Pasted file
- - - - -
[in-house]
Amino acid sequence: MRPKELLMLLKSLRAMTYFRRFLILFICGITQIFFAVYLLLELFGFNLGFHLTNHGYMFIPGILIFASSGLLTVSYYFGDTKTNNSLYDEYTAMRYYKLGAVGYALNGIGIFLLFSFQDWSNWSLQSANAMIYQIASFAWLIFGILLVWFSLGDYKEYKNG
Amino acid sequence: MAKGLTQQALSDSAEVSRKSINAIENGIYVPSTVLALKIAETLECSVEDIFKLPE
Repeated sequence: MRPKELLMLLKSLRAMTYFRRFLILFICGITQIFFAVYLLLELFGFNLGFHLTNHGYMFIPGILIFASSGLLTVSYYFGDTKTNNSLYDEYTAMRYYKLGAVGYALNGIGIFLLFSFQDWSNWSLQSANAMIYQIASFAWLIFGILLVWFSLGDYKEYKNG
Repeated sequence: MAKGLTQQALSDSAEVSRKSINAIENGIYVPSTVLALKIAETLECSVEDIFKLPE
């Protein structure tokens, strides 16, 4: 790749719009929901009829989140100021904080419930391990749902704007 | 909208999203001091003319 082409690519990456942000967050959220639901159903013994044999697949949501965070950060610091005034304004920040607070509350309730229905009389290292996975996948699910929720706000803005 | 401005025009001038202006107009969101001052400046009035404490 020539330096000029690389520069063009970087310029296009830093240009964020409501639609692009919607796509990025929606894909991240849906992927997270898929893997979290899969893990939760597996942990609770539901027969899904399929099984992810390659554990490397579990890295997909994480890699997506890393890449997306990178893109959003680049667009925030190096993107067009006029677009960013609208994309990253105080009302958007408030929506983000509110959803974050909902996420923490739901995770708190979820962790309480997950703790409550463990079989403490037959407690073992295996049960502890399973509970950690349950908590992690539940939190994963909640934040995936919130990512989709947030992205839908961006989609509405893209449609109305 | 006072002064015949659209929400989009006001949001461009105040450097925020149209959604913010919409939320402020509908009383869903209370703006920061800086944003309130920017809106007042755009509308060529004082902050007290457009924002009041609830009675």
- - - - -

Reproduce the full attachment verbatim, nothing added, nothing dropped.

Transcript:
[in-house]
Amino acid sequence: MRPKELLMLLKSLRAMTYFRRFLILFICGITQIFFAVYLLLELFGFNLGFHLTNHGYMFIPGILIFASSGLLTVSYYFGDTKTNNSLYDEYTAMRYYKLGAVGYALNGIGIFLLFSFQDWSNWSLQSANAMIYQIASFAWLIFGILLVWFSLGDYKEYKNG
Amino acid sequence: MAKGLTQQALSDSAEVSRKSINAIENGIYVPSTVLALKIAETLECSVEDIFKLPE
Repeated sequence: MRPKELLMLLKSLRAMTYFRRFLILFICGITQIFFAVYLLLELFGFNLGFHLTNHGYMFIPGILIFASSGLLTVSYYFGDTKTNNSLYDEYTAMRYYKLGAVGYALNGIGIFLLFSFQDWSNWSLQSANAMIYQIASFAWLIFGILLVWFSLGDYKEYKNG
Repeated sequence: MAKGLTQQALSDSAEVSRKSINAIENGIYVPSTVLALKIAETLECSVEDIFKLPE
């Protein structure tokens, strides 16, 4: 790749719009929901009829989140100021904080419930391990749902704007 | 909208999203001091003319 082409690519990456942000967050959220639901159903013994044999697949949501965070950060610091005034304004920040607070509350309730229905009389290292996975996948699910929720706000803005 | 401005025009001038202006107009969101001052400046009035404490 020539330096000029690389520069063009970087310029296009830093240009964020409501639609692009919607796509990025929606894909991240849906992927997270898929893997979290899969893990939760597996942990609770539901027969899904399929099984992810390659554990490397579990890295997909994480890699997506890393890449997306990178893109959003680049667009925030190096993107067009006029677009960013609208994309990253105080009302958007408030929506983000509110959803974050909902996420923490739901995770708190979820962790309480997950703790409550463990079989403490037959407690073992295996049960502890399973509970950690349950908590992690539940939190994963909640934040995936919130990512989709947030992205839908961006989609509405893209449609109305 | 006072002064015949659209929400989009006001949001461009105040450097925020149209959604913010919409939320402020509908009383869903209370703006920061800086944003309130920017809106007042755009509308060529004082902050007290457009924002009041609830009675």